Re: TW Perceptions

Subject: Re: TW Perceptions
From: Fred Randall <frandall -at- SOMAT -dot- COM>
Date: Tue, 1 Oct 1996 09:42:07 -0500

Phi Hellerman wrote:

>Recently surfing the web for information on technical writing, I
>discovered an interesting article called "The Future of Technical
>Publications" at http://www.jarthurgroup.com.

>A panel was convened to discuss the future of technical publications.
>One panelest (Director level) made the following comment.

>"The ideal technical writer realizes that tech pubs will always be a
service organization with relatively low status in the corporation."

>Why is such self-flagellation permitted?


Because it's realistic and that's the way it is in many companies.
All too often those in management (including company presidents)
assume that any one who can write can do technical writing and develop
effective documentation or, worse yet, they don't think having well-done
documentation is worth the investment [I originally wrote "expense"
instead of "investment," but good documentation is indeed an investment
that can help ensure sales of a product.] You also have the companies
where documentation is an afterthought, hastily thrown together at the
last minute.
And the user side we have the numerous calls to technical support
asking for help on something that is nicely and cogently explained in the
user's guide. ("Now, sir, please turn to page 4-5 in the User's Guide. Are
you there? Good. Now go to. . . And next time, read the @#$%& manual
before you call! Do you understand me, you @#$%& dipstick?!" Oh that
last part felt so good!!)
Though we strive to compile, organize, and present information in an
effective manner, as best we can, our efforts are all too often not appre-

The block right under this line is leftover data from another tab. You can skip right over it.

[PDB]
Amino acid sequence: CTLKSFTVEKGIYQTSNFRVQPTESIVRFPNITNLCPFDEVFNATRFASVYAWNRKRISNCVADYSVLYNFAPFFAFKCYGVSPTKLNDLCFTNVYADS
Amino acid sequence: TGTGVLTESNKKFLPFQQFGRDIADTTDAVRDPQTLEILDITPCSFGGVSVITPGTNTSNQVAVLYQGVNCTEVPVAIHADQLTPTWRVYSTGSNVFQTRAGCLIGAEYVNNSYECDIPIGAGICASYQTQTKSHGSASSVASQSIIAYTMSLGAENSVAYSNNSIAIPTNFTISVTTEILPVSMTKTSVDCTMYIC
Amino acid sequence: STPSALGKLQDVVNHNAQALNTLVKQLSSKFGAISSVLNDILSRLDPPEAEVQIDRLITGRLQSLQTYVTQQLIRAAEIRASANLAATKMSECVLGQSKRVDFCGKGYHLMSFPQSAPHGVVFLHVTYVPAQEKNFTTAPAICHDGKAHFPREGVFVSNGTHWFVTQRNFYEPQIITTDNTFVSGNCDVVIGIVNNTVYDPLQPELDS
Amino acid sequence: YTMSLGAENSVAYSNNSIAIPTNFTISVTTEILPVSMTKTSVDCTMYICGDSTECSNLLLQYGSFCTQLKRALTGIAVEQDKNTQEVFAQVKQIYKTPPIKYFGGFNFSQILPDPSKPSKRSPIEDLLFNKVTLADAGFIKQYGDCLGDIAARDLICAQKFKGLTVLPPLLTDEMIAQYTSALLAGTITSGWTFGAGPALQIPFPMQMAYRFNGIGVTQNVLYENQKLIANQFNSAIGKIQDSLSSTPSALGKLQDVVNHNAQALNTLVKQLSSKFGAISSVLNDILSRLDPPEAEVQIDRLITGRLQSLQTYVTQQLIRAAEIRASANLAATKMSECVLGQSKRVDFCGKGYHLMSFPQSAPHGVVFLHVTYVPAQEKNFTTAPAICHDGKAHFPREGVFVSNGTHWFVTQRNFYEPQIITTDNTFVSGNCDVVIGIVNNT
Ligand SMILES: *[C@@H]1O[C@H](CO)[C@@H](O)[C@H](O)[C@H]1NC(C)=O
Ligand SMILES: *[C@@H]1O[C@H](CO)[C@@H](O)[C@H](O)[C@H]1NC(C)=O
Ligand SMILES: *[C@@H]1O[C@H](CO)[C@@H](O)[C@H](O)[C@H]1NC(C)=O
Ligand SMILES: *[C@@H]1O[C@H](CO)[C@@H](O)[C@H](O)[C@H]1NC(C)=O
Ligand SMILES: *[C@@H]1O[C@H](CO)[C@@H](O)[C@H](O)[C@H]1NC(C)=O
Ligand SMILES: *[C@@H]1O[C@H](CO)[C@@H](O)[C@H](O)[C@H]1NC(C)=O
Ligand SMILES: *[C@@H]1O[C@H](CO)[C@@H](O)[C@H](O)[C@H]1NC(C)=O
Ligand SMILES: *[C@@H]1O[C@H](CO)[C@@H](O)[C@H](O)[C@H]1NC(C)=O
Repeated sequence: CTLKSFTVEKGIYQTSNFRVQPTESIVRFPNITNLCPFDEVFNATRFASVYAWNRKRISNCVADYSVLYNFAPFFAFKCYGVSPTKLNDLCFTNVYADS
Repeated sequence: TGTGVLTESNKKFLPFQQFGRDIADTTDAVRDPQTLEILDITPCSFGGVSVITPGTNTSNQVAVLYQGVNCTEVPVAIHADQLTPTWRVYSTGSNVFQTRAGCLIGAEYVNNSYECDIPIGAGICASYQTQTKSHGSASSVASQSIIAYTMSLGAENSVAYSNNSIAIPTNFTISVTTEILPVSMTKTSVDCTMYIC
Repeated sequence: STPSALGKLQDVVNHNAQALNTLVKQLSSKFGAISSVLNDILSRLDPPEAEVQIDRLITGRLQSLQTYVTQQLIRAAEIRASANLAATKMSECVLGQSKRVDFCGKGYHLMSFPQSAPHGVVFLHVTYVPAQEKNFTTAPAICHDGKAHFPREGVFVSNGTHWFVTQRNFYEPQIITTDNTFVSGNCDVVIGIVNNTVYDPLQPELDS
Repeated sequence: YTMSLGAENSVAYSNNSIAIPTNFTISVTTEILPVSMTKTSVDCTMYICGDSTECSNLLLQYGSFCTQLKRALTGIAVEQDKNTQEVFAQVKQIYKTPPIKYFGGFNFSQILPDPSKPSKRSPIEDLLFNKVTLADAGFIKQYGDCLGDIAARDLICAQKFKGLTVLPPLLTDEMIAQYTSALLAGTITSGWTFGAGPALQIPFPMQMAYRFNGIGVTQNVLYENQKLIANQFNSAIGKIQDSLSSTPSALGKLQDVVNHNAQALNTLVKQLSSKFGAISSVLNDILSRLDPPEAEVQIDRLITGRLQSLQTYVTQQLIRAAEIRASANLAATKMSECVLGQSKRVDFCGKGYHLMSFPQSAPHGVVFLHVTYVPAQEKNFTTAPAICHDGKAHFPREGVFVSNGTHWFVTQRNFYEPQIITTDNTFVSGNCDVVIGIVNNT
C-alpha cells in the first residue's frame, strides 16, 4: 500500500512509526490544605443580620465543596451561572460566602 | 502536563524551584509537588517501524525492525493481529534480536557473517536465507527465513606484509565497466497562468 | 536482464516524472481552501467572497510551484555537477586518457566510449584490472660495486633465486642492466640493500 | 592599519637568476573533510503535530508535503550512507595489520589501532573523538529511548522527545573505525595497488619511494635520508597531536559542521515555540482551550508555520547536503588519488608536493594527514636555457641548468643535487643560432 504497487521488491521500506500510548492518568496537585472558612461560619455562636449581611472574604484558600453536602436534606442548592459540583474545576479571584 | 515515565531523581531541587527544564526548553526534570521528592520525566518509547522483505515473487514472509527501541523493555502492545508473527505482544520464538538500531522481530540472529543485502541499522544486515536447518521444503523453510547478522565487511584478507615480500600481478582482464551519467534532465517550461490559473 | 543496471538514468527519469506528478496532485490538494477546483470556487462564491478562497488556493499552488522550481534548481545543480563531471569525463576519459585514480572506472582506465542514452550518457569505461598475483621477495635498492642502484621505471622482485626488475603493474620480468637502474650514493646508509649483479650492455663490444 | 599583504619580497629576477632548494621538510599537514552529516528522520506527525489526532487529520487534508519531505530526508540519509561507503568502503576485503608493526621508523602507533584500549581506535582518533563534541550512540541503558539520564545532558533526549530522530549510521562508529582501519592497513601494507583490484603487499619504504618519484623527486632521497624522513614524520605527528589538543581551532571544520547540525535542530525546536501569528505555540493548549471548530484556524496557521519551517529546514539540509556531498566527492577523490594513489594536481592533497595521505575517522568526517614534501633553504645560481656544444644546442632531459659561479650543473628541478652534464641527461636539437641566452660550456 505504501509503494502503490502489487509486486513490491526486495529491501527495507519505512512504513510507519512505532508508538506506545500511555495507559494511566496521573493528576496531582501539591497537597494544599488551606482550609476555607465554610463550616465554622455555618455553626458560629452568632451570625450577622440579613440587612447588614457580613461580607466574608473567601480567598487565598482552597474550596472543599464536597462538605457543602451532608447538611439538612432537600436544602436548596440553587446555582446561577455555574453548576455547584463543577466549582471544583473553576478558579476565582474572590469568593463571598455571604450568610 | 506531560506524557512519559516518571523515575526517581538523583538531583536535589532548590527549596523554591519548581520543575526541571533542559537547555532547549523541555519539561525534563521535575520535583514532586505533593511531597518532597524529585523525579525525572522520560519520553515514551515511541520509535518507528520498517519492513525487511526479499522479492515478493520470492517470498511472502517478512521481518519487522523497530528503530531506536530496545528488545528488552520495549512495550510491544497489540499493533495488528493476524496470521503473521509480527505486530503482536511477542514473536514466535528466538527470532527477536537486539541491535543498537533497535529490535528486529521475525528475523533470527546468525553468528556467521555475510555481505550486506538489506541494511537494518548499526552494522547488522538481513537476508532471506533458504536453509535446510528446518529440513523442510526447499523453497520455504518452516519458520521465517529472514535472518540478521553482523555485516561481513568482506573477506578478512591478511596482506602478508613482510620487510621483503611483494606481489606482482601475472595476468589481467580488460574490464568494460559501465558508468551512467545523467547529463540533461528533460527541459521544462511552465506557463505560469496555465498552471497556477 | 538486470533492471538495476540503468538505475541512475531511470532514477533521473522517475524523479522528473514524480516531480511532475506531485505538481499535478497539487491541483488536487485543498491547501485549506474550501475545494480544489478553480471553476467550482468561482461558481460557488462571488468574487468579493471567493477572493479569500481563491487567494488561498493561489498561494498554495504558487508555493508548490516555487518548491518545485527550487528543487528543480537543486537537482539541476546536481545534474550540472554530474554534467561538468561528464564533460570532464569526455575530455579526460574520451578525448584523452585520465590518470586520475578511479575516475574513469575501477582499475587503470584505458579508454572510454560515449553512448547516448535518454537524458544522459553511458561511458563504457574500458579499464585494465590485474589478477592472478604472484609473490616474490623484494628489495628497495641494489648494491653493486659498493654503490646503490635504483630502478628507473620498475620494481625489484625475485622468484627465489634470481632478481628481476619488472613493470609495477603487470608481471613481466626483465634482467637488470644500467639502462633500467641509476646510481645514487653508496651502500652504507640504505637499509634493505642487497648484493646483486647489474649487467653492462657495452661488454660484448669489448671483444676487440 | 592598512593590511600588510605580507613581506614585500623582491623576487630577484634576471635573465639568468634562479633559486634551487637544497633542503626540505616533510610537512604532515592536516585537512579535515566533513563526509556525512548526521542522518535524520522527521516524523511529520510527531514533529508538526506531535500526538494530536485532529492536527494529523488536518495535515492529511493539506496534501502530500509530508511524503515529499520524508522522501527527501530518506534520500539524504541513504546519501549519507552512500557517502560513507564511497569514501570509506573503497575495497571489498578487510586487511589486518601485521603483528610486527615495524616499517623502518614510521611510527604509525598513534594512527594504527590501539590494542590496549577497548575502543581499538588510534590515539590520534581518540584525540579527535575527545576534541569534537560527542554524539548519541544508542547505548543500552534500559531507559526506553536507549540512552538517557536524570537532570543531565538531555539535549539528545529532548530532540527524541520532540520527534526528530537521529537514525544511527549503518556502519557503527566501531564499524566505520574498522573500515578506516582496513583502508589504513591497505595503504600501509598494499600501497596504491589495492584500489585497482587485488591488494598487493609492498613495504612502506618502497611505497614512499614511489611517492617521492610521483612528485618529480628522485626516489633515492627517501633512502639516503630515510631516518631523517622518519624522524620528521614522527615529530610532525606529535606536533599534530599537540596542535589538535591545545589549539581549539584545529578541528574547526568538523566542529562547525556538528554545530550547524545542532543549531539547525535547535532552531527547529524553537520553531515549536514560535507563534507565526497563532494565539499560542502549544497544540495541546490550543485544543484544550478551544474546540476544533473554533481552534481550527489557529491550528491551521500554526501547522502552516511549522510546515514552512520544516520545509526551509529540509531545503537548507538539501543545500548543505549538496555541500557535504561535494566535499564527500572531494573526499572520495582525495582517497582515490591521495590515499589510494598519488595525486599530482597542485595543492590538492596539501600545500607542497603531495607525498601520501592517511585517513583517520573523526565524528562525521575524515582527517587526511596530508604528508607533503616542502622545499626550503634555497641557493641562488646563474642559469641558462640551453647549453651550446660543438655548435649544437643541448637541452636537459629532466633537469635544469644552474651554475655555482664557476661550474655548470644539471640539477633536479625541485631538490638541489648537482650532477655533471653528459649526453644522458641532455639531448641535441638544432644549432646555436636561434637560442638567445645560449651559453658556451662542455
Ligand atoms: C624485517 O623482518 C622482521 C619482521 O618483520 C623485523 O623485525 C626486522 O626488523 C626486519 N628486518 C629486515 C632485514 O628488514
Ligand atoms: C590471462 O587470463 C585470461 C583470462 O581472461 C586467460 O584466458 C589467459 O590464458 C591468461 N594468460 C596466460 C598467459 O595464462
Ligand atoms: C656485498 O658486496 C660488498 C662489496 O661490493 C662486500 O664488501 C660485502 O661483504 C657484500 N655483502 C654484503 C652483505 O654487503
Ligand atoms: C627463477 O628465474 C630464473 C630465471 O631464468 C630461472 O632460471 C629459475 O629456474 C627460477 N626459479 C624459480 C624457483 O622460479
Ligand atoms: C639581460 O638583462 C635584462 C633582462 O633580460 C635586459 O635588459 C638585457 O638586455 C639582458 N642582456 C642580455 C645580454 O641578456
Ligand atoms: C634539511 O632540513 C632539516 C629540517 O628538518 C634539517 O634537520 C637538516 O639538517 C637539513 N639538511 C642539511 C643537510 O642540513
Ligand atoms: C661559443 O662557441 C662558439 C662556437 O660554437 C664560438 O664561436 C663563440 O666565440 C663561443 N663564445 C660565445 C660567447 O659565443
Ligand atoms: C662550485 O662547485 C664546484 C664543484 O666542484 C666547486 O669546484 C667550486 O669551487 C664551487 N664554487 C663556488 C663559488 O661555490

ciated nor esteemed by those who do not realize the work involved. If we
do our job well, our work is transparent and not notable--it's what is
expected. But if we do a poor job, it seems everyone notices.
Those of us who've been tech writing for a while know that the weeks
of work we and others spent developing documentation will often sit on
the shelf or in a box until that time when tech support and the local com-
puter store are closed and knowledgable friends and relatioves aren't
available.
Am I a pessimist? Not really. You just have to realize and be willing to
accept that you may spend months working on some that very few people
will read, no matter how good it is.
So how can we improve our plight where we have low status within a
company? Get yourself a champion (or champions)! Find someone in man-
agement who can influence others and get that person on your side:
persuade them that well-written, effective documentation is a vital to the
company (if they don't know already). Whenever possible, impress on the
management folks how the quality of documentation can affect perceptions
of a product (and thus sales of it). Once enough of the right people see
how vital documentation is to the success of a product, and how much
work there is in producing it, your status in the company should rise a bit.

[ Rant over. Back on my head. ]


Fred Randall
Documentation Specialist
SoMat Corporation, Urbana IL (in the Heart of the "Silicon Prairie")


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